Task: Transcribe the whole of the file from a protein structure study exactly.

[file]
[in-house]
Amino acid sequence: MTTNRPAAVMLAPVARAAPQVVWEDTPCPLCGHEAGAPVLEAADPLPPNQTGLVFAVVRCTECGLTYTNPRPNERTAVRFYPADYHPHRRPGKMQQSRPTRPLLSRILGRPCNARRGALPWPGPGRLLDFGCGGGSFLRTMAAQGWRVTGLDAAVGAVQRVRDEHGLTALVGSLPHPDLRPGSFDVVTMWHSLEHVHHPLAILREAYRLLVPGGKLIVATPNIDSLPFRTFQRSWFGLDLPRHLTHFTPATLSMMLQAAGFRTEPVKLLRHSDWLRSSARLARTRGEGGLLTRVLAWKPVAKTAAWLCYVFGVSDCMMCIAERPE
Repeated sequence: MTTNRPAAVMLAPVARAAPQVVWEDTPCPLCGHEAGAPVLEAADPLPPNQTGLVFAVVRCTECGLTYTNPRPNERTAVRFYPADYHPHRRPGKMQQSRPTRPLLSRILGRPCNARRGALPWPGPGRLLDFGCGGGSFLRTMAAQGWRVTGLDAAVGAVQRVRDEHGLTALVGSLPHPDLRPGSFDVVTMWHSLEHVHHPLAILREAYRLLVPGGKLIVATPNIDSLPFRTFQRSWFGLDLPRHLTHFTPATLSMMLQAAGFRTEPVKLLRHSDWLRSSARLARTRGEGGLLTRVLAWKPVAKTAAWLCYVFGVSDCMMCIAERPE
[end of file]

[in-house]
Amino acid sequence: MTTNRPAAVMLAPVARAAPQVVWEDTPCPLCGHEAGAPVLEAADPLPPNQTGLVFAVVRCTECGLTYTNPRPNERTAVRFYPADYHPHRRPGKMQQSRPTRPLLSRILGRPCNARRGALPWPGPGRLLDFGCGGGSFLRTMAAQGWRVTGLDAAVGAVQRVRDEHGLTALVGSLPHPDLRPGSFDVVTMWHSLEHVHHPLAILREAYRLLVPGGKLIVATPNIDSLPFRTFQRSWFGLDLPRHLTHFTPATLSMMLQAAGFRTEPVKLLRHSDWLRSSARLARTRGEGGLLTRVLAWKPVAKTAAWLCYVFGVSDCMMCIAERPE
Repeated sequence: MTTNRPAAVMLAPVARAAPQVVWEDTPCPLCGHEAGAPVLEAADPLPPNQTGLVFAVVRCTECGLTYTNPRPNERTAVRFYPADYHPHRRPGKMQQSRPTRPLLSRILGRPCNARRGALPWPGPGRLLDFGCGGGSFLRTMAAQGWRVTGLDAAVGAVQRVRDEHGLTALVGSLPHPDLRPGSFDVVTMWHSLEHVHHPLAILREAYRLLVPGGKLIVATPNIDSLPFRTFQRSWFGLDLPRHLTHFTPATLSMMLQAAGFRTEPVKLLRHSDWLRSSARLARTRGEGGLLTRVLAWKPVAKTAAWLCYVFGVSDCMMCIAERPE